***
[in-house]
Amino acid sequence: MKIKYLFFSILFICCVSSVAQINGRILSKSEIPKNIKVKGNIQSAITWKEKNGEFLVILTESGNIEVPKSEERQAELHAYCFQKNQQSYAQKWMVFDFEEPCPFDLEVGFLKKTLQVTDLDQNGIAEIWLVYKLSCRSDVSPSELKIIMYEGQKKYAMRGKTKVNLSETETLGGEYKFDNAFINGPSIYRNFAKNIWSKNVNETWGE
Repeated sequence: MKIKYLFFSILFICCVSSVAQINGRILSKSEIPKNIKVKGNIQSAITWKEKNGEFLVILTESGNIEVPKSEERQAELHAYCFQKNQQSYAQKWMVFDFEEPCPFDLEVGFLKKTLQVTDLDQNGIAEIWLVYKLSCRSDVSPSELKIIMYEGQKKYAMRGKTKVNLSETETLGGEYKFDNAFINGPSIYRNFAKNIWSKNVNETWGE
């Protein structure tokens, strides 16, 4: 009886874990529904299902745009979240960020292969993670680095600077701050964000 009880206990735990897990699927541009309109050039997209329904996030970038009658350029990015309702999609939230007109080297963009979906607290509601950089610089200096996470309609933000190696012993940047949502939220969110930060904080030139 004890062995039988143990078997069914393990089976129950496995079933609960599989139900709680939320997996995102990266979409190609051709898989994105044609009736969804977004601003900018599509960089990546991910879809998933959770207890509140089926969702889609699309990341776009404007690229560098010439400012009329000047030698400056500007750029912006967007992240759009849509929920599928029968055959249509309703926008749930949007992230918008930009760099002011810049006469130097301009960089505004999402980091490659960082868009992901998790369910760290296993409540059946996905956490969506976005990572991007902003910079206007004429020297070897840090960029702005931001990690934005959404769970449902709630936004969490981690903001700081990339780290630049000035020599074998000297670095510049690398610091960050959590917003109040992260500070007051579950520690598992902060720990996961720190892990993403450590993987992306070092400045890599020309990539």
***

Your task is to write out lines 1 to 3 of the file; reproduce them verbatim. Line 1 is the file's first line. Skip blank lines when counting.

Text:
[in-house]
Amino acid sequence: MKIKYLFFSILFICCVSSVAQINGRILSKSEIPKNIKVKGNIQSAITWKEKNGEFLVILTESGNIEVPKSEERQAELHAYCFQKNQQSYAQKWMVFDFEEPCPFDLEVGFLKKTLQVTDLDQNGIAEIWLVYKLSCRSDVSPSELKIIMYEGQKKYAMRGKTKVNLSETETLGGEYKFDNAFINGPSIYRNFAKNIWSKNVNETWGE
Repeated sequence: MKIKYLFFSILFICCVSSVAQINGRILSKSEIPKNIKVKGNIQSAITWKEKNGEFLVILTESGNIEVPKSEERQAELHAYCFQKNQQSYAQKWMVFDFEEPCPFDLEVGFLKKTLQVTDLDQNGIAEIWLVYKLSCRSDVSPSELKIIMYEGQKKYAMRGKTKVNLSETETLGGEYKFDNAFINGPSIYRNFAKNIWSKNVNETWGE